Aside from simply running race cars in excess of 200 miles per hour on a track with incredibly limited run-off, one concern I believe Sunday’s accident illuminated was Sato, Hunter-Reay, and Rossi coming back onto the track following their contact with the inside SAFER Wall. I had not noticed this before but there is very little room between the inside wall and the track, leaving the possibility of a side-impact collision at very high speeds possible.

Another consideration could be the current aero package. Whereas, the previous package made passing easier, the current package has made overtaking more of a premium at tracks like Pocono and Indy. Does the series consider some aerodynamic changes?

One potential idea that AR1 President Mark Cipolloni advocates is the Handford Device used in the CART days. According to Mark, the Handford Device would allow the cars to slingshot but at the same time not create the dreaded pack racing.

To be clear

None of what I mention (the catch fence, the aero package, the close proximity of the inside wall) mean the series cannot or should not run Pocono Raceway. We all know racing is a risk/reward proposition, and certain tracks pose certain challenges. The point of this exercise is to differentiate between actual concerns and simply lashing out at any one driver, or the race track itself.

Another smaller concern (again, in my opinion) is the cleanup time after such wrecks. While a red flag can occur anywhere the likelihood of a high speed oval is more significant. And I hate to be the one to say this: but the series and track look like a bunch of chumps when they race a half lap before needing a 45-minute delay, so dudes in blue jeans and t-shirts can fix the fence with tie-wraps.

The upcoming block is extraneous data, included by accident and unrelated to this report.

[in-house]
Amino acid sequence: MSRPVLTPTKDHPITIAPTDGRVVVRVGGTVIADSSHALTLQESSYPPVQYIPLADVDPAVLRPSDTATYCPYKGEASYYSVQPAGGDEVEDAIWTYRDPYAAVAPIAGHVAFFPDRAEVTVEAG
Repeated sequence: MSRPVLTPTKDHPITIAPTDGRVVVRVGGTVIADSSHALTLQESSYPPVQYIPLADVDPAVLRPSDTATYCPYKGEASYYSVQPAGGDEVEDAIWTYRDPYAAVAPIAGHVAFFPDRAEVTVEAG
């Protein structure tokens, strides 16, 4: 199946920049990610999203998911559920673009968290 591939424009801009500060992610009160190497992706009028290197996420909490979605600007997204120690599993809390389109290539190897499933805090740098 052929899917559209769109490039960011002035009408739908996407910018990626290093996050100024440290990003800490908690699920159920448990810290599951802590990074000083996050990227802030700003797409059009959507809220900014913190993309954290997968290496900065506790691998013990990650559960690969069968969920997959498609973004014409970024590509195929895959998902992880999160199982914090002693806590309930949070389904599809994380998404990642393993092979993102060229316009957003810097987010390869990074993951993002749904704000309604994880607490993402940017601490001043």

Of course, a broader subtext here is the notion of Indy cars running high speed ovals (aside from IMS) altogether. We know that ovals have had more trouble drawing in recent years, and with the inherent dangers and relative lack of interest from the free market, does that make the series reconsider oval races?

I remain of the opinion that IndyCar becoming a series of 14 road/street races and the Indy 500 renders the series F1.5 (Formula 1.5) with the Indy 500. The oval/road/street mix creates a unique champion that no other form of racing can crown. Efforts should be made to keep oval races in the mix.

Overall, I’d argue that Pocono offers no more tangible risk than other venues the series runs such at such speeds. Remember, it was just two years ago that Scott Dixon flew through the air at Indianapolis, and we are a mere four years removed from three cars getting airborne in one week of practice for the 500. While drivers walked away in each of those instances, the outcome of those crashes could have been much, much worse. Sebastien Bourdais and James Hinchcliffe also had very serious injuries at the track in recent years.

Now, Indianapolis offers greater fortune and fame than Pocono. Power, for example banked $30,000 for winning this weekend, whereas Pagenaud earned $2.6 million for winning Indy.

Therefore, the question seems to me more financial than anything. Because, let’s face it: things that can be done to make this track, or that corner a little safer, but there will always be danger in running race cars in excess of 200 miles per hour on tracks with little run-off.

In short, the conversation should probably be an examination of the current danger relative to the current rewards. But crushing Pocono Raceway, a certain corner, or Sato, really misses the point.


Ferrucci hounds Dixon
Ferrucci hounds Dixon

I know people are sick of the slobbering adulation coming from the NBCSN booth about rookie Santino Ferrucci. However, let the record show Ferrucci had one practice session at Pocono Saturday before running with Power, Dixon, Newgarden, and Pagenaud nearly THE ENTIRE RACE in the top-5 Sunday. We know Pocono is a big-boy track, and Ferrucci was certainly a big boy Sunday.

Brian Carroccio is a senior columnist for AutoRacing1. He can be contacted at